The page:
The next event in the Open Qualifying Series will be in Japan at the Mizuno Open in May, when four more spots at Carnoustie will be up for grabs. The 147th Open will be held July 19-22 in Carnoustie, Scotland.
Got a second? Fisher a bridesmaid again
Ross Fisher is in the midst of a career resurgence - he just doesn't have the hardware to prove it.
Fisher entered the final round of the Abu Dhabi HSBC Championship with a share of the lead, and as he made the turn he appeared in position to claim his first European Tour victory since March 2014. But he slowed just as Tommy Fleetwood caught fire, and when the final putt fell Fisher ended up alone in second place, two shots behind his fellow Englishman.
It continues a promising trend for Fisher, who at age 37 now has 14 career runner-up finishes and three in his last six starts dating back to October. He was edged by Tyrrell Hatton both at the Italian Open and the Alfred Dunhill Links Championship in the fall, and now has amassed nine worldwide top-10 finishes since March.
Fisher took a big step toward ending his winless drought with an eagle on the par-5 second followed by a pair of birdies, and he stood five shots clear of Fleetwood with only nine holes to go. But while Fleetwood played Nos. 10-15 in 4 under, Fisher played the same stretch in 2 over and was unable to eagle the closing hole to force a playoff.
While Fisher remains in search of an elusive trophy, his world ranking has benefited from his recent play. The veteran was ranked outside the top 100 in the world as recently as September 2016, but his Abu Dhabi runner-up result is expected to move him inside the top 30 when the new rankings are published.
McIlroy (T-3) notches another Abu Dhabi close call
Rory McIlroy's trend of doing everything but hoist the trophy at the Abu Dhabi HSBC Championship is alive and well.
Making his first start since early October, McIlroy showed few signs of rust en route to a tie for third. Amid gusty winds, he closed with a 2-under 70 to finish the week at 18 under, four shots behind Tommy Fleetwood who rallied to win this event for the second consecutive year.
The result continues a remarkable trend for the Ulsterman, who has now finished third or better seven of the last eight years in Abu Dhabi - all while never winning the tournament. That stretch includes four runner-up finishes and now two straight T-3 results.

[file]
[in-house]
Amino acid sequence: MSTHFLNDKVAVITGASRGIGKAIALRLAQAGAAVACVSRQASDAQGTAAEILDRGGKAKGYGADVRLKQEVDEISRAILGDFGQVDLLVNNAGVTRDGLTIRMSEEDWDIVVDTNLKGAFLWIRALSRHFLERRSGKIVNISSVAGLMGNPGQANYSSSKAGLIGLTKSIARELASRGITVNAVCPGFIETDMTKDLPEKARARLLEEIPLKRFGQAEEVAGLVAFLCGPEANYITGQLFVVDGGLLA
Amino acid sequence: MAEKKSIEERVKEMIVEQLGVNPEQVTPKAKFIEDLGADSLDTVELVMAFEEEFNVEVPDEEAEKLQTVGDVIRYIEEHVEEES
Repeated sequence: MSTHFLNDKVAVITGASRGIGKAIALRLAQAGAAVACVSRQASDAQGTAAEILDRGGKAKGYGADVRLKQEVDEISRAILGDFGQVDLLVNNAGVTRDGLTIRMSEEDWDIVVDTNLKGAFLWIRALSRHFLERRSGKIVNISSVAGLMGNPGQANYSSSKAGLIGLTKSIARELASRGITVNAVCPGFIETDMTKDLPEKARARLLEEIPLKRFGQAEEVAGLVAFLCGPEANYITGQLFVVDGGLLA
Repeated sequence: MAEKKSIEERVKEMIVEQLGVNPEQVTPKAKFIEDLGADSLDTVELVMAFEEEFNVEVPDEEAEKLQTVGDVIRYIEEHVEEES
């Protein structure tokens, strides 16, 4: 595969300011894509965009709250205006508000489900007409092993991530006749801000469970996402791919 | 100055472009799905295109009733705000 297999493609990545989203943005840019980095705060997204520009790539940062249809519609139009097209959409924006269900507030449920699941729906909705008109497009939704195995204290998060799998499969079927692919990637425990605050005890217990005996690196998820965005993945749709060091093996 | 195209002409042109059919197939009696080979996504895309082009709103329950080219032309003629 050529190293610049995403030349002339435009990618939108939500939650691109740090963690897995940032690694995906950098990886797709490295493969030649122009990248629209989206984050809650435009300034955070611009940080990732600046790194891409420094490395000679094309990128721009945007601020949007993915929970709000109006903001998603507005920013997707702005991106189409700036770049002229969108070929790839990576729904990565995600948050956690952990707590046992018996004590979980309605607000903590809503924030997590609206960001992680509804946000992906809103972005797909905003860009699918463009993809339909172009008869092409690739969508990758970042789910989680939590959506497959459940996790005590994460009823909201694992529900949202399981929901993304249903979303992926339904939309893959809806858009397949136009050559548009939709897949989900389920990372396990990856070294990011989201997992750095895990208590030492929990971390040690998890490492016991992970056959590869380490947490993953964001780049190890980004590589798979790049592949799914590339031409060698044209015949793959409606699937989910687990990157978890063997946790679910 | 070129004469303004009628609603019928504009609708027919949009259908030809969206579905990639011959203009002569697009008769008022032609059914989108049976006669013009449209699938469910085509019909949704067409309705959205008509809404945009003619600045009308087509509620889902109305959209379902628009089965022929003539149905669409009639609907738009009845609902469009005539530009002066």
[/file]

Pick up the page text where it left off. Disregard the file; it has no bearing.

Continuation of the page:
McIlroy is entering off a disappointing 2017 in which he was injured in his first start and missed two chunks of time while trying to regain his health. He has laid out an ambitious early-season schedule, one that will include a trip to Dubai next week and eight worldwide tournament starts before he heads to the Masters.
McIlroy started the final round one shot off the lead, and he remained in contention after two birdies over his first four holes. But a bogey on No. 6 slowed his momentum, and McIlroy wasn't able to make a back-nine birdie until the closing hole, at which point the title was out of reach.
Fleetwood rallies to defend Abu Dhabi title
The 2018 European Tour season has begun just as the 2017 one ended: with Tommy Fleetwood's name atop the standings.
Facing the most difficult conditions of the week, Fleetwood charged down the stretch to shoot a 7-under 65 in the final round of the Abu Dhabi HSBC Championship, good enough for a two-shot win and a successful title defense.
Abu Dhabi was the start of Fleetwood's resurgence a year ago, the first of two European Tour victories en route to the season-long Race to Dubai title. This time around the Englishman started the final round two shots off the lead but rallied with six birdies over his final nine holes to reclaim the trophy.
Fleetwood was five shots behind countryman Ross Fisher when he made the turn, but he birdied the par-5 10th and then added four birdies in a five-hole stretch from Nos. 12-16. The decisive shot came on the final hole, when his pitch from the left rough nestled within a few feet of the hole for a closing birdie.
Fleetwood's 22-under total left him two shots ahead of Fisher and four shots clear of Rory McIlroy and Matthew Fitzpatrick. After entering the week ranked No. 18, Fleetwood is expected to move to at least No. 12 in the world when the new rankings are published.